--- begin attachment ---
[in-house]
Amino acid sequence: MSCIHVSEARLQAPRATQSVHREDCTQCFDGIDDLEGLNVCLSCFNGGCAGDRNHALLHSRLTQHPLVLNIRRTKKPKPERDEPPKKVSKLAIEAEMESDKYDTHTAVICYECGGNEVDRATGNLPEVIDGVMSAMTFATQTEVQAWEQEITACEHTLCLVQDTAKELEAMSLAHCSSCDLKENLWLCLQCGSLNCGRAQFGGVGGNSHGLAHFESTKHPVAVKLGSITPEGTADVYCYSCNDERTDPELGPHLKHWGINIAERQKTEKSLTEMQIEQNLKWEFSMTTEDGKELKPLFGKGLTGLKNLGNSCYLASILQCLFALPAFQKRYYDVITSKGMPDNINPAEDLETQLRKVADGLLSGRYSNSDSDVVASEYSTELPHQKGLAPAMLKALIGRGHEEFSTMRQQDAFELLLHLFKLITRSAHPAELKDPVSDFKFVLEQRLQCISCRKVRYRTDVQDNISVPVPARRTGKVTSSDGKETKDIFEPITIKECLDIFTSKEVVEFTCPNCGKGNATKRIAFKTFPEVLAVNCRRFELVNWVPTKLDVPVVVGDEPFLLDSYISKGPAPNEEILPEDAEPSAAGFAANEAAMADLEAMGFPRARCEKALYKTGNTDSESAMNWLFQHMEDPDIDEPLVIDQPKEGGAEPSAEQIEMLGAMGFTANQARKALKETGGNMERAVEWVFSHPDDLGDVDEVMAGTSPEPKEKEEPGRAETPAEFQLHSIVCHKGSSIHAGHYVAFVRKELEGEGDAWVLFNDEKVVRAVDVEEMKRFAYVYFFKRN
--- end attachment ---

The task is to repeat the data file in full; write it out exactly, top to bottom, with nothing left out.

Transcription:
[in-house]
Amino acid sequence: MSCIHVSEARLQAPRATQSVHREDCTQCFDGIDDLEGLNVCLSCFNGGCAGDRNHALLHSRLTQHPLVLNIRRTKKPKPERDEPPKKVSKLAIEAEMESDKYDTHTAVICYECGGNEVDRATGNLPEVIDGVMSAMTFATQTEVQAWEQEITACEHTLCLVQDTAKELEAMSLAHCSSCDLKENLWLCLQCGSLNCGRAQFGGVGGNSHGLAHFESTKHPVAVKLGSITPEGTADVYCYSCNDERTDPELGPHLKHWGINIAERQKTEKSLTEMQIEQNLKWEFSMTTEDGKELKPLFGKGLTGLKNLGNSCYLASILQCLFALPAFQKRYYDVITSKGMPDNINPAEDLETQLRKVADGLLSGRYSNSDSDVVASEYSTELPHQKGLAPAMLKALIGRGHEEFSTMRQQDAFELLLHLFKLITRSAHPAELKDPVSDFKFVLEQRLQCISCRKVRYRTDVQDNISVPVPARRTGKVTSSDGKETKDIFEPITIKECLDIFTSKEVVEFTCPNCGKGNATKRIAFKTFPEVLAVNCRRFELVNWVPTKLDVPVVVGDEPFLLDSYISKGPAPNEEILPEDAEPSAAGFAANEAAMADLEAMGFPRARCEKALYKTGNTDSESAMNWLFQHMEDPDIDEPLVIDQPKEGGAEPSAEQIEMLGAMGFTANQARKALKETGGNMERAVEWVFSHPDDLGDVDEVMAGTSPEPKEKEEPGRAETPAEFQLHSIVCHKGSSIHAGHYVAFVRKELEGEGDAWVLFNDEKVVRAVDVEEMKRFAYVYFFKRN